I just…have no idea. But it was a very real-feeling dream, and I remember finishing and hanging out for the awards ceremony which not only highlighted the overall and age-group winners but offered a Hunger Games-style tribute to those who had fallen to “The Toad.”

At least it’s better than the stale old “I’m trying to run but my legs won’t move!” or the standard “All of a sudden I had no idea where the course went!” race nightmares.

And I think the underlying fear is pretty clear: that something out of my control will eff with my game on race day. You know, like the weather. Or the flu. Or a hungry amphibian the size of a house.

Anyway. It was kind of an entertaining dream.  On to more important things…like foooooood.

It’s just the two of us for Thanksgiving this year, so I’m planning a very laid-back mini-feast. (No need for Critical Path Cooking this year…although I’m definitely going to try to get some prep done when I get home from work tonight.) Instead of ordering a full turkey, I went for a 5-lb bone-in breast. Never cooked one of those before, so no idea how it will turn out, but it seemed easier than dealing with a whole bird and having leftovers until Valentine’s Day.

Thanksgiving for Two Menu (which means I’m halving most of these recipes):

To start:

Sweet Potato Soup [via Food Network] with Roasted Marshmallows, Pistachios and Fried Sage. I made this last year and loved it. And since I’m not including any potatoes in the main course, it fits in perfectly!

Main course:

Bone-in, skin-on turkey breast roasted with butter and herbs

Drippings gravy (hopefully the leaner breast meat still gives off some good juice)

Cornbread Dressing with Pancetta, Mushrooms and Apples [via Food Network] Another favorite from last year, although I modified the original recipe quite a bit! So glad I have last year’s blog post to look back and see what I did….

Tart Cranberry-Onion Relish [via Epicurious]

Roasted French green beans with browned butter


Whatever looks good in the pastry case + vanilla ice cream. I don’t have time to deal with pie or tart making this year!


Hot spiked cider [Based upon my best recollection of my friend Meg’s awesome recipe, which has been a staple at many holiday gatherings of days past!]

Wine (of course!) TBD – I still need to get to the wine shop!

Happy almost-Thanksgiving! Happy traveling (if you’re on the road). Happy running (if you’re Turkey Trotting…we’ll be getting our 8K on before all of the eating and drinking begins!) And of course, happy eating!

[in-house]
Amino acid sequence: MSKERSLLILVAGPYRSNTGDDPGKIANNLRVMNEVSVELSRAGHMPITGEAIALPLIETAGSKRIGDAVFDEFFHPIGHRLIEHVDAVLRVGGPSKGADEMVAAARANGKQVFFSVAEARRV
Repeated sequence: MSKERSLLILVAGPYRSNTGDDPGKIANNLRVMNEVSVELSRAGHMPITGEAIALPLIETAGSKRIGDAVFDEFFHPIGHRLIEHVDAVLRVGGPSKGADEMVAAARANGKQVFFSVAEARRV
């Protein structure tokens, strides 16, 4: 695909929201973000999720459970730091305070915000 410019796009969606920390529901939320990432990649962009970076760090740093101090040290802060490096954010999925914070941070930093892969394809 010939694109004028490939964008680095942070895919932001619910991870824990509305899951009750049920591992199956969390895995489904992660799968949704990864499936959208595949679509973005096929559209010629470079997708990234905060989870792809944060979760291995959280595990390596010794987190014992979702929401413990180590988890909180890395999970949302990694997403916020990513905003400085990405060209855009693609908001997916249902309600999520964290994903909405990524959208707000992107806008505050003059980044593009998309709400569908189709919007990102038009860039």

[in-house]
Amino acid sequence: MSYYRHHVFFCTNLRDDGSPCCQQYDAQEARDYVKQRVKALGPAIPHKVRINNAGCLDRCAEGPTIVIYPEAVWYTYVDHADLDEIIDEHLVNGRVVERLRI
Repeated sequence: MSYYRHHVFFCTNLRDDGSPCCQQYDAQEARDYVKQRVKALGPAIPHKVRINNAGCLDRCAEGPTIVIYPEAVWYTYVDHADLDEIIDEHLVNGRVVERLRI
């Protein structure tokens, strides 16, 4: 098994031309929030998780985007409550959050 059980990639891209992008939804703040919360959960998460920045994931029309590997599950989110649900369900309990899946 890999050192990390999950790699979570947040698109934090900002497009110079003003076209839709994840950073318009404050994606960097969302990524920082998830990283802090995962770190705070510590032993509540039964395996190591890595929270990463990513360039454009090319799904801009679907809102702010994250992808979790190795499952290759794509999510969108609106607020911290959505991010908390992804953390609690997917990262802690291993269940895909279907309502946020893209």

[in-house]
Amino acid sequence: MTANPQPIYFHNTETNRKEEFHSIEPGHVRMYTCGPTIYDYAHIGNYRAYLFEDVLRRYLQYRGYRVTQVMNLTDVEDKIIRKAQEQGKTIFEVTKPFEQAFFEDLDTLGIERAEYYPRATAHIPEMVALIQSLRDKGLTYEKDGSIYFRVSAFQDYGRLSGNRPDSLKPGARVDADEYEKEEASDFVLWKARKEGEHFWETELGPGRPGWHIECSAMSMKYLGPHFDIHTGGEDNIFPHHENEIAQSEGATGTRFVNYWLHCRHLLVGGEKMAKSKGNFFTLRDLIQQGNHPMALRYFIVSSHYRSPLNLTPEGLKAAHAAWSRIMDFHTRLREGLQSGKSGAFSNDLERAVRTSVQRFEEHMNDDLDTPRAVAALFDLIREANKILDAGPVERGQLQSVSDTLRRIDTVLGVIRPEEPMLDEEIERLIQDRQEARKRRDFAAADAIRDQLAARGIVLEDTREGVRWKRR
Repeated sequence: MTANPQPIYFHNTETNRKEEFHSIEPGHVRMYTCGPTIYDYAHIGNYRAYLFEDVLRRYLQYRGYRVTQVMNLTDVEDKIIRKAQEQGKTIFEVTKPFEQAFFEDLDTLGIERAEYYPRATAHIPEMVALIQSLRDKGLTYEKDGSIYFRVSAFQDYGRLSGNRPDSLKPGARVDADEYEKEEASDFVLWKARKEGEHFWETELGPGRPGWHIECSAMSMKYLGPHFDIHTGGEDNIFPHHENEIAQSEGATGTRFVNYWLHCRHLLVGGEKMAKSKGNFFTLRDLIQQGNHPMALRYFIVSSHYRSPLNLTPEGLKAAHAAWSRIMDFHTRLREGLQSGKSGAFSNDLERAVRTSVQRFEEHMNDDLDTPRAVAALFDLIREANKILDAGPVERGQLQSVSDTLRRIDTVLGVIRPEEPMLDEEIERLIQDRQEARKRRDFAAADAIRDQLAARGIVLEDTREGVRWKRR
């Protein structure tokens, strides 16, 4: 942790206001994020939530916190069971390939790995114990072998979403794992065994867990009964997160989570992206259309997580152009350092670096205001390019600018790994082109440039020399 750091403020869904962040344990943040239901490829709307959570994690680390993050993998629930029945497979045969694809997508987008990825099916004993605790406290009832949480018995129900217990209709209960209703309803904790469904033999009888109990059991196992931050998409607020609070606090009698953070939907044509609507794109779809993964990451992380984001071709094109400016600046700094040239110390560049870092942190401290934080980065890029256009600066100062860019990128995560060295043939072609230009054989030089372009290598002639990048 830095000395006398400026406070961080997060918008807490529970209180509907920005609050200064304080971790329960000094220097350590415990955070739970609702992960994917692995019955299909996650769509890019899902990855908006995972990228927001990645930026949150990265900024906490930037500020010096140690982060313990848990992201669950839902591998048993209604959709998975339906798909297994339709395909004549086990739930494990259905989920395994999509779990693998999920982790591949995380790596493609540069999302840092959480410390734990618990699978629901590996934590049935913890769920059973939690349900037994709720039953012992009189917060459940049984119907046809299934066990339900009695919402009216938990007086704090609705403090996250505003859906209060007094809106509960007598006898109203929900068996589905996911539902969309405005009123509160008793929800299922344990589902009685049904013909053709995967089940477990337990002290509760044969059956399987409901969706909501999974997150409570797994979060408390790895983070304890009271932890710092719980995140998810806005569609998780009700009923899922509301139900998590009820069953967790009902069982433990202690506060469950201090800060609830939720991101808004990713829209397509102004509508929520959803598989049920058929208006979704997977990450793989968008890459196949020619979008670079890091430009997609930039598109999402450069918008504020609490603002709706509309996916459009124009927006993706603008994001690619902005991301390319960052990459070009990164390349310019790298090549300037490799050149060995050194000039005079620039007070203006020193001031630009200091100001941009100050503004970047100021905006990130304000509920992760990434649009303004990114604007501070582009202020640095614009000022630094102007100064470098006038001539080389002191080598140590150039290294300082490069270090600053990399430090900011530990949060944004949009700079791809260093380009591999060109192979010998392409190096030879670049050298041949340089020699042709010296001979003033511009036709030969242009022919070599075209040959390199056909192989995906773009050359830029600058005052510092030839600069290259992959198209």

Do not touch

I have the hardest time leaving my food alone while it’s cooking. Maybe it’s from watching too much Iron Chef.

For some reason, when I put something in a hot pan, I feel the urge to wave the pan around: a circular flourish, flames kissing the bottom of the skillet as I toss its beautifully-browned contents (exotic secret ingredients!) into the air and then effortlessly catch them again.

But of course, I’m no Iron Chef. And there are no flames leaping from my electric stove. And I don’t cook with exotic secret ingredients. And lord knows I cannot catch.

It’s kind of funny how the urge to stir and toss strikes when it’s exactly the opposite that’s needed. Tonight, as I hovered over a pan of cubed tofu, I had to constantly remind myself: Do not touch. Do not move that food. No spatula. No touch, no touch, no touchy touch touch.

The reward was well worth a little patience: perfectly browned cubes that had no problem standing up to a hearty curry sauce.

Recipe: Curry Noodles with Tofu [Adapted from a Food & Wine recipe for Vegetarian Red Curry Noodles, which I would argue is not actually vegetarian because it contains fish sauce…not that I really care, but DERP, F&W, get it right!]

Using pre-crushed garlic, ginger and lemongrass, this dish came together very quickly and was bursting with flavor: more like a spicy stir-fry than a traditional soupy curry.

A crisp white always goes well with spicy food:

This Cottesbrook 2010 Sauvignon Blanc was a good match. Tropical flavors dominated – pineapple, grapefruit, guava – which played nicely with my coconut-based dinner. Very much on the sweeter side of the scale, with a little hint of earthy gravel, and really none of the spicy green pepper that you often get from an SB.

Bottom line: If you don’t mind a sweeter/fruit-forward wine, then get it! (Purchased at Total Wine, $10)

Weather weirdness: today, it was eighty-something degrees. Tomorrow, it will be forty-something degrees.

HEY WEATHER, KNOCK IT OFF.  I don’t need to get sick two weeks before my marathon….

Big miles

Well. October got it done.

Running is always an individual thing, I know. I’m sure for some people, 232 miles in a month is peanuts, but for me, it’s a lot!